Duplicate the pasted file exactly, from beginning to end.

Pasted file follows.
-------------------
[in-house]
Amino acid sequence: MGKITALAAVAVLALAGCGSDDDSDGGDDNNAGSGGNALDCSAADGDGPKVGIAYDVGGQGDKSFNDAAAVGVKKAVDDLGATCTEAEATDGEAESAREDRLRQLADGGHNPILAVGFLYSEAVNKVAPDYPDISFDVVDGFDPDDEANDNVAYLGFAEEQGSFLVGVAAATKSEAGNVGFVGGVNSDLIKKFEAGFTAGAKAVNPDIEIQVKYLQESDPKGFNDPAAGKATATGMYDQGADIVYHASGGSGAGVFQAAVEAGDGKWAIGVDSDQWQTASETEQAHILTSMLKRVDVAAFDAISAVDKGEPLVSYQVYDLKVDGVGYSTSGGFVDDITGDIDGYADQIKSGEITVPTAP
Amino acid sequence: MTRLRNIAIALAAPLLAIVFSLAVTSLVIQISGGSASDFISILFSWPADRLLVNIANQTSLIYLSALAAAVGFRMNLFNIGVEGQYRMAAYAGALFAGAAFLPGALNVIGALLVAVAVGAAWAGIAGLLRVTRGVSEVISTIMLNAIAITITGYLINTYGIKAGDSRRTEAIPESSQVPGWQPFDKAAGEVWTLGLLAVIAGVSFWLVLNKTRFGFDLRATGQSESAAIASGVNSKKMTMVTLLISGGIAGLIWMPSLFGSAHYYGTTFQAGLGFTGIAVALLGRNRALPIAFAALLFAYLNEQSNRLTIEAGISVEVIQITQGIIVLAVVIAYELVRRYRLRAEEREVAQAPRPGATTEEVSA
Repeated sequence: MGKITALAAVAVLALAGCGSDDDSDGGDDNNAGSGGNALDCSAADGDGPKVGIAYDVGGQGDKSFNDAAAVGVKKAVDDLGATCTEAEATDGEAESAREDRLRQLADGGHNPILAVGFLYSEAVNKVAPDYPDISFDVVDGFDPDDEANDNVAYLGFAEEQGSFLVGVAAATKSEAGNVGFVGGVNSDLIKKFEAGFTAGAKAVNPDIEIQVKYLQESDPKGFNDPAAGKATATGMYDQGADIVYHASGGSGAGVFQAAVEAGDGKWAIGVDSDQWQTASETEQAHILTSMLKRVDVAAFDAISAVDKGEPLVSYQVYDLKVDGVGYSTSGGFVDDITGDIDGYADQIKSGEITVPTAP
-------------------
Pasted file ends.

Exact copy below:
[in-house]
Amino acid sequence: MGKITALAAVAVLALAGCGSDDDSDGGDDNNAGSGGNALDCSAADGDGPKVGIAYDVGGQGDKSFNDAAAVGVKKAVDDLGATCTEAEATDGEAESAREDRLRQLADGGHNPILAVGFLYSEAVNKVAPDYPDISFDVVDGFDPDDEANDNVAYLGFAEEQGSFLVGVAAATKSEAGNVGFVGGVNSDLIKKFEAGFTAGAKAVNPDIEIQVKYLQESDPKGFNDPAAGKATATGMYDQGADIVYHASGGSGAGVFQAAVEAGDGKWAIGVDSDQWQTASETEQAHILTSMLKRVDVAAFDAISAVDKGEPLVSYQVYDLKVDGVGYSTSGGFVDDITGDIDGYADQIKSGEITVPTAP
Amino acid sequence: MTRLRNIAIALAAPLLAIVFSLAVTSLVIQISGGSASDFISILFSWPADRLLVNIANQTSLIYLSALAAAVGFRMNLFNIGVEGQYRMAAYAGALFAGAAFLPGALNVIGALLVAVAVGAAWAGIAGLLRVTRGVSEVISTIMLNAIAITITGYLINTYGIKAGDSRRTEAIPESSQVPGWQPFDKAAGEVWTLGLLAVIAGVSFWLVLNKTRFGFDLRATGQSESAAIASGVNSKKMTMVTLLISGGIAGLIWMPSLFGSAHYYGTTFQAGLGFTGIAVALLGRNRALPIAFAALLFAYLNEQSNRLTIEAGISVEVIQITQGIIVLAVVIAYELVRRYRLRAEEREVAQAPRPGATTEEVSA
Repeated sequence: MGKITALAAVAVLALAGCGSDDDSDGGDDNNAGSGGNALDCSAADGDGPKVGIAYDVGGQGDKSFNDAAAVGVKKAVDDLGATCTEAEATDGEAESAREDRLRQLADGGHNPILAVGFLYSEAVNKVAPDYPDISFDVVDGFDPDDEANDNVAYLGFAEEQGSFLVGVAAATKSEAGNVGFVGGVNSDLIKKFEAGFTAGAKAVNPDIEIQVKYLQESDPKGFNDPAAGKATATGMYDQGADIVYHASGGSGAGVFQAAVEAGDGKWAIGVDSDQWQTASETEQAHILTSMLKRVDVAAFDAISAVDKGEPLVSYQVYDLKVDGVGYSTSGGFVDDITGDIDGYADQIKSGEITVPTAP